For Carrillo girls cross country, ‘it’s only news if we lose’


The time was so long ago — the last time Maria Carrillo’s cross country girls lost a league meet — that the Raiders had a winning record. Buster Posey wasn’t old enough yet to go to his junior prom. Baseball’s All-Star Game was declared a tie after 11 innings. And the saddest and the most bizarre development occurred that provided fodder for comics: Ted Williams was frozen.

Maria Carrillo has benefitted during its run of success from star athletes like Lauren and Cara Curtin, above, but those close to the program insist it has been a team- and community-wide venture. (CRISTA JEREMIASON / PD, 2009)

The year was 2002 and on Nov. 8th of that year Maria Carrillo’s cross country girls lost in the NBL finals to Piner. Since then, Carrillo has won 101 consecutive league meets, including seven consecutive NBL titles. Except for maybe stepping off a curb, doing anything one hundred times in a row is worth a big, fat gold star, especially when it goes on for seven years, going through, give or take, 120 or so girls. In a sport in which hard work is really hard work.

“We should have a target on our backs after all that,” said Maria Carrillo’s coach, Greg Fogg.

Prolonged excellence creates the most unusual dynamic for an adolescent: perspective. While it is common and completely natural for teenagers to live in the moment, with their world view extending only as far as to the end of their fingers, 101-0 provides — as they say in therapy — a growth opportunity.

“It’s like I don’t want to betray the girls that came before me,” said junior Gretel Petrie.

“It’s like we have become involved in something that’s bigger than us,’ said sophomore Brynna Thigpen.

“This is like living history,” said freshman Trixie Scolari.

Sure, Carrillo has been blessed with stars in the last seven years. Jenny Aldridge, Jacque Wentz, Amy Robinson, Kristin Sanzari, Leanne Fogg and the Curtin twins, Lauren and Cara, come to mind. But this is a school accomplishment, a team accomplishment, a veritable community effort that extends all the way down to the SUV Lady.

That would be Melanie Bartlett, who is responsible for lining up a dozen SUVs along the school’s curb two-to-three times a week, for 16 weeks, to take both Carrillo’s boys and girls teams to meets. Fogg has someone else in charge of the pasta feeds, another one for fundraisers, and still another for the end-of-the-year party. Carrillo in the best sense is a well-oiled and functioning machine with its destination clearly visible.

Run. Enjoy. Have fun. Bond. Get to know each other. Get to be a team.

“Cross country is the reason I came to Carrillo,” Scolari said. “My middle school coach at Rincon Valley, Ian Myers, convinced me. It’s been everything I’ve imagined … and more.”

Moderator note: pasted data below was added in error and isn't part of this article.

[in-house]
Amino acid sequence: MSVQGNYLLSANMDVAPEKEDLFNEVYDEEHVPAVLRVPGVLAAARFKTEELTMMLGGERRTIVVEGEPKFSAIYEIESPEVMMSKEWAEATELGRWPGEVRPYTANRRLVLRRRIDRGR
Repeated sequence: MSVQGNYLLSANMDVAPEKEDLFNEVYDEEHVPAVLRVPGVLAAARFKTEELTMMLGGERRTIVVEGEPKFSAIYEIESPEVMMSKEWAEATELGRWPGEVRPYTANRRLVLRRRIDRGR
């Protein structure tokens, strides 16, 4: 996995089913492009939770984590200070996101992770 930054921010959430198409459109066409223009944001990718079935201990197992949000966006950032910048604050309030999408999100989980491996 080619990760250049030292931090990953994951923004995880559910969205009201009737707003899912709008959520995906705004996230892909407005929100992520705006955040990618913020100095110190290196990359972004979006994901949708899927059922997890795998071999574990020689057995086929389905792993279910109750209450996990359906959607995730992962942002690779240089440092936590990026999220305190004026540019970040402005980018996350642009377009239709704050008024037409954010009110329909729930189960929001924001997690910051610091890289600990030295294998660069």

No one who runs for Fogg feels like excess baggage. Fogg stresses “team” until their ears bleed, the message made quite easy to absorb after the events of a week ago Wednesday. Carrillo was in a three-way meet with Piner and Santa Rosa at Foothill Park in Windsor. Coming to the finish line Petrie was locked stride-for-stride with a Santa Rosa runner. If the Panther beats Petrie, Santa Rosa wins.

“And we wouldn’t be talking right now about our winning streak,” Fogg said.

Petrie beat the Santa Rosa girl by less than one second. Carrillo’s streak remained intact. Life goes on. And, on that day, it was especially sweet for Carrillo. Word had spread that this was going to be Carrillo’s 100th consecutive win.

“They wanted to destroy us,” Petrie said.

There is no place for them to hide.

“Especially after they read this article,” said sophomore Lauren Kraus.

For perspective, Fogg and assistant Ruben DiRado said Carrillo’s girls program first became high profile during its third undefeated year. It got to the point the coaches were thinking of printing a t-shirt that read: “It’s Only News If We Lose!” The shirt was never printed but the saying remains, now going strong into its fourth year.

How long will Carrillo stay on this ride? Who knows? But there’s no reason not to have fun with it; after all, that also has been part of the Pumas’ success. This is cross country. It’s not getting audited by the IRS, so let’s relax, shall we?

“I’m pretty sure,” Kraus deadpanned, “we’re going to go to 200 (consecutive victories).”

Kraus was joking. Or maybe she wasn’t. Wasn’t clear. One thing is, however.

Those who don’t learn from history are condemned to repeat it. So goes the axiom. Phooey on that says the Maria Carrillo girls. The Pumas have learned from their history and would love to be condemned to repeat it.

For more on North Bay sports go to Bob Padecky’s blog at You can reach Staff Columnist Bob Padecky at 521-5223 or